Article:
The climb was awesome. From the moment we began there was excitement with Ammon in the lead. Watching him climb was great, he never moved extremely fast or out of control, he just moved constantly. He clipped from piece to piece, bounce testing sometimes, and moving over A4 like it was A2. He warned me he might fall as he tried to hook past a mandatory cheat stick move called 'The Lovetron.' Moments later I heard the 'ping' of a hook popping and I crumpled into a ball expecting to be smashed by a falling body. I saw him fly by my right side ten feet off, he kept falling as I watched him below me and finally slammed to a halt at the end of the rope. It was about sixty feet he flew, mostly unfazed despite the massive rope burn on his arm that removed ink from his tattoo. He got back up and again fell twenty or more feet without pause. Late in the night, in the darkness Sky lead 'The Leavitator,' a 165 foot knifeblades to offwidth pitch requireing 100 foot runout while stacking two pieces of 2x4 and a number six or serious offwidth skills, but at 12:30am that wasn't happening. Sky opted for the former, shouting down how he was more terrified than on The Reticent Wall as he stacked the wood blocks and cams farther up the pitch. I took over for the night shift, starting the climbing around 1:30 or 2am with an A4 pitch right off the bat followed by an extremely runout hooking pitch and then taking us three more pitches to the summit as fast as I could. We topped out 22 hours 28 minutes after starting for the first one day ascent.

This past October has left me wondering and craving more, it was an amazing month and year teaming up with all sorts of friends, challenging ourselves to climb hard and fast.  We succeeded at setting four more speed records on El Cap: Virginia, Shortest Straw, Lunar Eclipse and also Wet Denim Daydream on the Leaning Tower.  I was fortunate enough to help my friend Will Stanhope with the incredible fourth ascent of The Prophet and also to help Jesse Huey in leading every pitch of the Free Rider in a day, jumaring for them, hauling and keeping them motivated and excited as they pushed their limits in climbing.  Climbing with Alex Honnold on Lunar Eclipse was an amazing experience, talking with him as we charged along, approaching El Cap and the Leaning Tower, hearing about his upcoming trip to Oman, past trips to Borneo.  He inspired and motivated me to seek more in my climbing, to look for bigger goals, to travel farther, and to try to take this to new places. Watching him free climb on Lunar Eclipse was incredible and just what I had hoped for when I asked him to climb together. He was equally motivated to learn to aid climb, and he did well, navigating a scary expanding block, following hard aid, learning the tricks as he went. It was funny to me, teaching some of the basics to a master, while in the middle of trying for a speed record on an obscure El Cap route. But we worked well together and topped out 11 hours 22 minutes after starting, just as the sun set we sat on the summit, laughing and joking about what was next and how we should hurry down so we could catch dinner at the caf.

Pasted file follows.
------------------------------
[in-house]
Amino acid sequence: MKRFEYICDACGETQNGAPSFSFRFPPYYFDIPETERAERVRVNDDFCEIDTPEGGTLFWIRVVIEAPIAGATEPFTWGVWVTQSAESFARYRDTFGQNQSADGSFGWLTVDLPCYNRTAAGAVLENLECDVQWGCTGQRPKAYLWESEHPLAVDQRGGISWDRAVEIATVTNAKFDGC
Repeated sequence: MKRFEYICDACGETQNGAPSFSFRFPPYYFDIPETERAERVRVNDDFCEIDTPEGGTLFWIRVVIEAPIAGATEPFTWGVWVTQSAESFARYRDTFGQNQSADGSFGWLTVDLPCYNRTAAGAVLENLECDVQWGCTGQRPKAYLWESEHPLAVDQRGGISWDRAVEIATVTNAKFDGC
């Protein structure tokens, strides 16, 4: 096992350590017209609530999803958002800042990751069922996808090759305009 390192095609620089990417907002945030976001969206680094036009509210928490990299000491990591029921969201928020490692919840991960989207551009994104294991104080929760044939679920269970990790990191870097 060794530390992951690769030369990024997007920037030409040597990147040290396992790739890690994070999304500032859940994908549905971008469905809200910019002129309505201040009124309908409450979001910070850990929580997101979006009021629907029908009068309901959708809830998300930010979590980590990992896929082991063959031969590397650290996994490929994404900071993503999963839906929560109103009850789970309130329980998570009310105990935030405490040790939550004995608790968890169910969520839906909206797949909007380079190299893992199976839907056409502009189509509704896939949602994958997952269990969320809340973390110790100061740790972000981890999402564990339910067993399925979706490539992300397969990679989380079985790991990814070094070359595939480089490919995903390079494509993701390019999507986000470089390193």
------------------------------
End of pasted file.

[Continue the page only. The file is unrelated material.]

October has left me with a strange feeling inside, so many walls with great free climbing mixed in.  For an entire month I was so focused on climbing El Cap and so driven that now that it is over it feels like it was a dream. The different routes blur together in my mind, yet they stand separate, each as an incredible and important moment in my life, perhaps a moment of change. I did a lot and I want more.  I had plans to travel to Baffin Island this year, but as we prepared to buy plane tickets my partner realized it just wasn't the right trip for him at the moment, work and life are always obstacles for an extended and committed trip.  With those plans changing I am left trying to figure out what it is all for, where to go from here, what to do next. I realize now that the planning, the training both physical and mental, has driven me and given me focus for the past two years.  The idea of that trip, a four thousand foot big wall deep in the arctic, has motivated me and kept me pushing myself to new limits, especially this past October.  Removing that goal from my mind leaves me wondering what to do now and how to re-motivate on a new plan.